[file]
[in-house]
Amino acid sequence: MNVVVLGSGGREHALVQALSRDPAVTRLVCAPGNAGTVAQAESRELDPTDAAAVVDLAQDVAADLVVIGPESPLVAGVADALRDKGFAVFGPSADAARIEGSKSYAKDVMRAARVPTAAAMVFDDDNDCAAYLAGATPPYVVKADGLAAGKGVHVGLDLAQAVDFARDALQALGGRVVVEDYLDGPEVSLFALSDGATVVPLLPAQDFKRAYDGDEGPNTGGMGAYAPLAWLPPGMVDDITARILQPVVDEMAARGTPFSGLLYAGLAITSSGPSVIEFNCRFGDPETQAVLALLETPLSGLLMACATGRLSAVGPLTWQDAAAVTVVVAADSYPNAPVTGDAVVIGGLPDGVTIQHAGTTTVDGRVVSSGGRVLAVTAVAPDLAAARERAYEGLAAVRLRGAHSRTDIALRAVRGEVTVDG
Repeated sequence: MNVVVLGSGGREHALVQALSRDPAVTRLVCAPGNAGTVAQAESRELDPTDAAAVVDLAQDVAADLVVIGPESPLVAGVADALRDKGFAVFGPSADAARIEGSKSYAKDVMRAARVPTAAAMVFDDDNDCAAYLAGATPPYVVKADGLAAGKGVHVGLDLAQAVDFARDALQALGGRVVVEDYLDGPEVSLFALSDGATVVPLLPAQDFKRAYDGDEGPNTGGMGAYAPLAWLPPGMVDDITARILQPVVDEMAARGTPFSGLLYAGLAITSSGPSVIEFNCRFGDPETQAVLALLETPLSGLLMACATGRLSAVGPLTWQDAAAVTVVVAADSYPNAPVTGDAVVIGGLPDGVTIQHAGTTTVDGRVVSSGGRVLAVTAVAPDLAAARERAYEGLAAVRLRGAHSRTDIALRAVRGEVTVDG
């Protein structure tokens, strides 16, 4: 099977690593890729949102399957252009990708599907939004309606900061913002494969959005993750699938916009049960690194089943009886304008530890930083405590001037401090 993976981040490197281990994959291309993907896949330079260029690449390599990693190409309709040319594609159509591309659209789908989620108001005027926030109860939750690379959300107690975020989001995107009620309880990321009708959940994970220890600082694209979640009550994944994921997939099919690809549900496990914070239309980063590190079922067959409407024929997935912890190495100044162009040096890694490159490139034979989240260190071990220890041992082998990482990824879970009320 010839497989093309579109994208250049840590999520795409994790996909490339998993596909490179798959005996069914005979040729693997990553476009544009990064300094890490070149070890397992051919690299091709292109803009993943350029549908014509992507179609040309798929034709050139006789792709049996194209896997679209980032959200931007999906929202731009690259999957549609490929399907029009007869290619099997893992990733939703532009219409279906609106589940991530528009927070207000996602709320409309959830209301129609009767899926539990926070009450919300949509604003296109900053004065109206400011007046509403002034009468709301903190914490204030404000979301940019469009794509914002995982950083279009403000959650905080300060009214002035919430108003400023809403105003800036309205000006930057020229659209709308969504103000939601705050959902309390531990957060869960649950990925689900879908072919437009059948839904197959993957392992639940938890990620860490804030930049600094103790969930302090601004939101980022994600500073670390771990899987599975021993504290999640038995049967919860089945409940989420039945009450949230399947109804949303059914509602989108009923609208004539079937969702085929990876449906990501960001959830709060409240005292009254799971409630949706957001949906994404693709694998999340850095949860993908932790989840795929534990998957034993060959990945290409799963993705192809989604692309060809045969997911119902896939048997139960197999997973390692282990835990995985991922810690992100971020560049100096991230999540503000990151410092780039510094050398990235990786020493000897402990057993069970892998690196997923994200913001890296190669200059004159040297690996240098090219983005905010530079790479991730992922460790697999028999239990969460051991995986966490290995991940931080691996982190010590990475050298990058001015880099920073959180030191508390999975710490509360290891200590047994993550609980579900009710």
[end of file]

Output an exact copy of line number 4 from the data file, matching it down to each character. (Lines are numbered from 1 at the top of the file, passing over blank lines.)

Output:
């Protein structure tokens, strides 16, 4: 099977690593890729949102399957252009990708599907939004309606900061913002494969959005993750699938916009049960690194089943009886304008530890930083405590001037401090 993976981040490197281990994959291309993907896949330079260029690449390599990693190409309709040319594609159509591309659209789908989620108001005027926030109860939750690379959300107690975020989001995107009620309880990321009708959940994970220890600082694209979640009550994944994921997939099919690809549900496990914070239309980063590190079922067959409407024929997935912890190495100044162009040096890694490159490139034979989240260190071990220890041992082998990482990824879970009320 010839497989093309579109994208250049840590999520795409994790996909490339998993596909490179798959005996069914005979040729693997990553476009544009990064300094890490070149070890397992051919690299091709292109803009993943350029549908014509992507179609040309798929034709050139006789792709049996194209896997679209980032959200931007999906929202731009690259999957549609490929399907029009007869290619099997893992990733939703532009219409279906609106589940991530528009927070207000996602709320409309959830209301129609009767899926539990926070009450919300949509604003296109900053004065109206400011007046509403002034009468709301903190914490204030404000979301940019469009794509914002995982950083279009403000959650905080300060009214002035919430108003400023809403105003800036309205000006930057020229659209709308969504103000939601705050959902309390531990957060869960649950990925689900879908072919437009059948839904197959993957392992639940938890990620860490804030930049600094103790969930302090601004939101980022994600500073670390771990899987599975021993504290999640038995049967919860089945409940989420039945009450949230399947109804949303059914509602989108009923609208004539079937969702085929990876449906990501960001959830709060409240005292009254799971409630949706957001949906994404693709694998999340850095949860993908932790989840795929534990998957034993060959990945290409799963993705192809989604692309060809045969997911119902896939048997139960197999997973390692282990835990995985991922810690992100971020560049100096991230999540503000990151410092780039510094050398990235990786020493000897402990057993069970892998690196997923994200913001890296190669200059004159040297690996240098090219983005905010530079790479991730992922460790697999028999239990969460051991995986966490290995991940931080691996982190010590990475050298990058001015880099920073959180030191508390999975710490509360290891200590047994993550609980579900009710």